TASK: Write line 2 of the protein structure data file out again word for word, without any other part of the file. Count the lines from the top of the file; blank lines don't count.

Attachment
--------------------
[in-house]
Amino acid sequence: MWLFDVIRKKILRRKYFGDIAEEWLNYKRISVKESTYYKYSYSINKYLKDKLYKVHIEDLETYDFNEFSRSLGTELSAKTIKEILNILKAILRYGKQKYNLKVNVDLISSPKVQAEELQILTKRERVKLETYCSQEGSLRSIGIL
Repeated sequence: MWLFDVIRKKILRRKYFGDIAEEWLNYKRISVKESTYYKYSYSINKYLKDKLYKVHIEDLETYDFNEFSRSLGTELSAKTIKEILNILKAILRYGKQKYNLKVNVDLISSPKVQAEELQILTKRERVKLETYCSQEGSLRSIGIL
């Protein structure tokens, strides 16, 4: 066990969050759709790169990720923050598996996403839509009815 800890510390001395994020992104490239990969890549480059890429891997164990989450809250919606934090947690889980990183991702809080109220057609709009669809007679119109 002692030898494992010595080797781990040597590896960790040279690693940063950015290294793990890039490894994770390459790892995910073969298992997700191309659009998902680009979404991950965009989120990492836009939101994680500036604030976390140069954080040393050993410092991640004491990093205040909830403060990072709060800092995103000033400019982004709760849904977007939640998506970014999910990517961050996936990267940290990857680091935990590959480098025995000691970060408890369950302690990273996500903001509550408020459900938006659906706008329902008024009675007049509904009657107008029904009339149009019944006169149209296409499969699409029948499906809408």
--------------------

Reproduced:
Amino acid sequence: MWLFDVIRKKILRRKYFGDIAEEWLNYKRISVKESTYYKYSYSINKYLKDKLYKVHIEDLETYDFNEFSRSLGTELSAKTIKEILNILKAILRYGKQKYNLKVNVDLISSPKVQAEELQILTKRERVKLETYCSQEGSLRSIGIL